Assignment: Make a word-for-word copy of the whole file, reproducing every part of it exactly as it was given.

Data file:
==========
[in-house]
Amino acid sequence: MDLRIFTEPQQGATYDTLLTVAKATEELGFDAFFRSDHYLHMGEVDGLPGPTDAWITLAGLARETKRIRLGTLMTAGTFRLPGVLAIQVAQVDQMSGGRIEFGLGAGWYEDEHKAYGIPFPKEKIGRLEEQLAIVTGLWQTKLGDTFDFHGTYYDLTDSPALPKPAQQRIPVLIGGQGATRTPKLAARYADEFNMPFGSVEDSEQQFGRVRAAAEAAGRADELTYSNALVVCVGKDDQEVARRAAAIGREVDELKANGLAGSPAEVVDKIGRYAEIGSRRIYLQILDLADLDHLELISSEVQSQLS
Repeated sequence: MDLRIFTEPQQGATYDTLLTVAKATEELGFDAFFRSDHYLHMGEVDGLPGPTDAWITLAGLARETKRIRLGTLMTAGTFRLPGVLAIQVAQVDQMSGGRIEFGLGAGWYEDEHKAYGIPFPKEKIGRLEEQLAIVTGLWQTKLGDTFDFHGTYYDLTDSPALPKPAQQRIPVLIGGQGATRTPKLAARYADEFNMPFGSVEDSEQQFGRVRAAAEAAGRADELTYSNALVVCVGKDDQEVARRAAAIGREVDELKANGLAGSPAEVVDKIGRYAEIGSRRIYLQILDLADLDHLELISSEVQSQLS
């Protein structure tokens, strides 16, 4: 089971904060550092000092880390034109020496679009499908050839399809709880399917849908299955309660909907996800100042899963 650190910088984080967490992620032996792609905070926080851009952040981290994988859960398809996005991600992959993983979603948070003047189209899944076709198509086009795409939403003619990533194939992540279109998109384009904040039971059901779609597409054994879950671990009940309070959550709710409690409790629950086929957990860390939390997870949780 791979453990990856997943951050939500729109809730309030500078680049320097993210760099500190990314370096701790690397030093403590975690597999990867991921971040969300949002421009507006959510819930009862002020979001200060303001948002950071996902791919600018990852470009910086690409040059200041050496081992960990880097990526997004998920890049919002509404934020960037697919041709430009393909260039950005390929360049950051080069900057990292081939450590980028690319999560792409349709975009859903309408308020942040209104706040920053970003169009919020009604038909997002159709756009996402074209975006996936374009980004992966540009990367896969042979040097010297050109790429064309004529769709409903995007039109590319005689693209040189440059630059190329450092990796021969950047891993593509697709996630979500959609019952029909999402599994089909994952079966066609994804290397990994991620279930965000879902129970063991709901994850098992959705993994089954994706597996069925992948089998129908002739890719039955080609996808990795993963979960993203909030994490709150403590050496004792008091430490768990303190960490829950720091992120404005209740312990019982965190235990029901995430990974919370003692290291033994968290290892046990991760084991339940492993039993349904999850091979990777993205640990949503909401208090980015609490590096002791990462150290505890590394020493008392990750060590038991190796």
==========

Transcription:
[in-house]
Amino acid sequence: MDLRIFTEPQQGATYDTLLTVAKATEELGFDAFFRSDHYLHMGEVDGLPGPTDAWITLAGLARETKRIRLGTLMTAGTFRLPGVLAIQVAQVDQMSGGRIEFGLGAGWYEDEHKAYGIPFPKEKIGRLEEQLAIVTGLWQTKLGDTFDFHGTYYDLTDSPALPKPAQQRIPVLIGGQGATRTPKLAARYADEFNMPFGSVEDSEQQFGRVRAAAEAAGRADELTYSNALVVCVGKDDQEVARRAAAIGREVDELKANGLAGSPAEVVDKIGRYAEIGSRRIYLQILDLADLDHLELISSEVQSQLS
Repeated sequence: MDLRIFTEPQQGATYDTLLTVAKATEELGFDAFFRSDHYLHMGEVDGLPGPTDAWITLAGLARETKRIRLGTLMTAGTFRLPGVLAIQVAQVDQMSGGRIEFGLGAGWYEDEHKAYGIPFPKEKIGRLEEQLAIVTGLWQTKLGDTFDFHGTYYDLTDSPALPKPAQQRIPVLIGGQGATRTPKLAARYADEFNMPFGSVEDSEQQFGRVRAAAEAAGRADELTYSNALVVCVGKDDQEVARRAAAIGREVDELKANGLAGSPAEVVDKIGRYAEIGSRRIYLQILDLADLDHLELISSEVQSQLS
């Protein structure tokens, strides 16, 4: 089971904060550092000092880390034109020496679009499908050839399809709880399917849908299955309660909907996800100042899963 650190910088984080967490992620032996792609905070926080851009952040981290994988859960398809996005991600992959993983979603948070003047189209899944076709198509086009795409939403003619990533194939992540279109998109384009904040039971059901779609597409054994879950671990009940309070959550709710409690409790629950086929957990860390939390997870949780 791979453990990856997943951050939500729109809730309030500078680049320097993210760099500190990314370096701790690397030093403590975690597999990867991921971040969300949002421009507006959510819930009862002020979001200060303001948002950071996902791919600018990852470009910086690409040059200041050496081992960990880097990526997004998920890049919002509404934020960037697919041709430009393909260039950005390929360049950051080069900057990292081939450590980028690319999560792409349709975009859903309408308020942040209104706040920053970003169009919020009604038909997002159709756009996402074209975006996936374009980004992966540009990367896969042979040097010297050109790429064309004529769709409903995007039109590319005689693209040189440059630059190329450092990796021969950047891993593509697709996630979500959609019952029909999402599994089909994952079966066609994804290397990994991620279930965000879902129970063991709901994850098992959705993994089954994706597996069925992948089998129908002739890719039955080609996808990795993963979960993203909030994490709150403590050496004792008091430490768990303190960490829950720091992120404005209740312990019982965190235990029901995430990974919370003692290291033994968290290892046990991760084991339940492993039993349904999850091979990777993205640990949503909401208090980015609490590096002791990462150290505890590394020493008392990750060590038991190796």